Our ultimate goal is to empower policymakers to discern the most suitable innovative methods for anticipating migration based on the distinct requirements and contexts of their work. By doing so, we aim to foster a landscape of policy making that is both future proof and grounded in robust, mixed-method analyses, promoting strategies that are adaptable, forward-thinking, and responsive to the evolving dynamics of migration.
A Shift Towards Mixed Anticipatory Methods
To get us started, we seek to explain the paradigm shift in classification of methods. The latest methodological innovations redirect attention away from the traditional dichotomy between quantitative and qualitative methodologies and instead center on the core objective of the anticipatory method—namely, whether it aims:
To predict future trends - which we classify as Forecast or
To explore future scenarios - which we classify as Foresight.
While both categories may harness a blend of quantitative and qualitative insights, they differ in the following ways:
Predict future trends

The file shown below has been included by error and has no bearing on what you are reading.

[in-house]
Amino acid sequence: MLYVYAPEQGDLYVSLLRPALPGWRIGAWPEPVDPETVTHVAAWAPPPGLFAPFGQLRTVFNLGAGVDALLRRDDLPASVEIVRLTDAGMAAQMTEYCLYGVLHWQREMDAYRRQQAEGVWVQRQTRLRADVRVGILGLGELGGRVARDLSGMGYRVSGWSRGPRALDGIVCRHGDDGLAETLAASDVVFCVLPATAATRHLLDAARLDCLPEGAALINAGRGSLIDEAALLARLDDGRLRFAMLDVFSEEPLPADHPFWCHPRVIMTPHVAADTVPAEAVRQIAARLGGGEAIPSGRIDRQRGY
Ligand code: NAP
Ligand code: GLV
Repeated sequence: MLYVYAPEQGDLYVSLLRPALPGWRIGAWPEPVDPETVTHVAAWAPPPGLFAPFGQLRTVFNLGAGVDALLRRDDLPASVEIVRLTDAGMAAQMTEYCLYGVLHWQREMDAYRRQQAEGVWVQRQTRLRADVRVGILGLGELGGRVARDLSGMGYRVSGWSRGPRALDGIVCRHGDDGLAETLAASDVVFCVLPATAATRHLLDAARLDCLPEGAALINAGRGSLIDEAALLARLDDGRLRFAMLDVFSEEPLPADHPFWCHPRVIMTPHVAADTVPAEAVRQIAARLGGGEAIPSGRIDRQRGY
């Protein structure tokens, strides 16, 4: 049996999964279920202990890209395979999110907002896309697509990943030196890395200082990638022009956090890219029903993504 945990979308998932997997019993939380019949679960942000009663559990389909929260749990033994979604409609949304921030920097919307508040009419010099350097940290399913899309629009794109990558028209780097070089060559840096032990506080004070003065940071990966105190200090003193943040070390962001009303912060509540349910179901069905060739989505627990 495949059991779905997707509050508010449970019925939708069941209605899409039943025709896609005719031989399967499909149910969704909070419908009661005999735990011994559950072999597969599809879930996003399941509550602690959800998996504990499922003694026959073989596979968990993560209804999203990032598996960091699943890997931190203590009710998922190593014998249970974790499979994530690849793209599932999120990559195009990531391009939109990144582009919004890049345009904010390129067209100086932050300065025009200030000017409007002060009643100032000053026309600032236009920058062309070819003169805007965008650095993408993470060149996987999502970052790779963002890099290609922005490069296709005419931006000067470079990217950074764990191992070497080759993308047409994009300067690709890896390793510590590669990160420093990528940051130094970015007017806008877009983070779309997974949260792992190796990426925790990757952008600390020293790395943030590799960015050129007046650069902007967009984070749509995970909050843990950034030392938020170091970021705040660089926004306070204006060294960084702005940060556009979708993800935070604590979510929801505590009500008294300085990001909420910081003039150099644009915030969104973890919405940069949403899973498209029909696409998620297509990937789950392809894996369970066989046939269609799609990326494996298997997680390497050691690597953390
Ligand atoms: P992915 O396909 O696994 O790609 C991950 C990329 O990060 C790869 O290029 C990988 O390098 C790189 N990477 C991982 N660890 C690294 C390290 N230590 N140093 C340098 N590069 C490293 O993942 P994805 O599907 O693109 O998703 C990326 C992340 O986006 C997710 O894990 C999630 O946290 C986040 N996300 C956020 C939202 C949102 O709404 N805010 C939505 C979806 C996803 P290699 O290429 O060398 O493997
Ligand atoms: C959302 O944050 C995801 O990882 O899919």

Explore future scenarios
Provide data-rich projections for decision-making, informed by qualitative context
Facilitate the adaptation of migration public policies with a view that can combine quantitative and qualitative elements to explore and achieve desired scenarios
Typically, shorter-term forecasts
Longer-term scenarios and strategies
Predictive vs. Imaginative
Emphasis on prediction and specific trend identification
Emphasis on imaginative exploration and considering a range of possibilities
In our upcoming blog, we will delve into the distinct categories identified in our taxonomy, providing concrete examples and insights to further illuminate the dynamic spectrum of anticipatory techniques.
Stay tuned as we explore these innovative approaches in greater detail, shedding light on their practical applications in the realm of migration policy!
We would like to express our gratitude to members of the BD4M Alliance Martina Belmonte (JRC), Anna Rosinka (JRC), and Alina Menocal Peters (IOM) for their valuable reviews of this piece before its publication.
The cover image of this blog was created using DALL-E and was adapted to make it relevant to the content.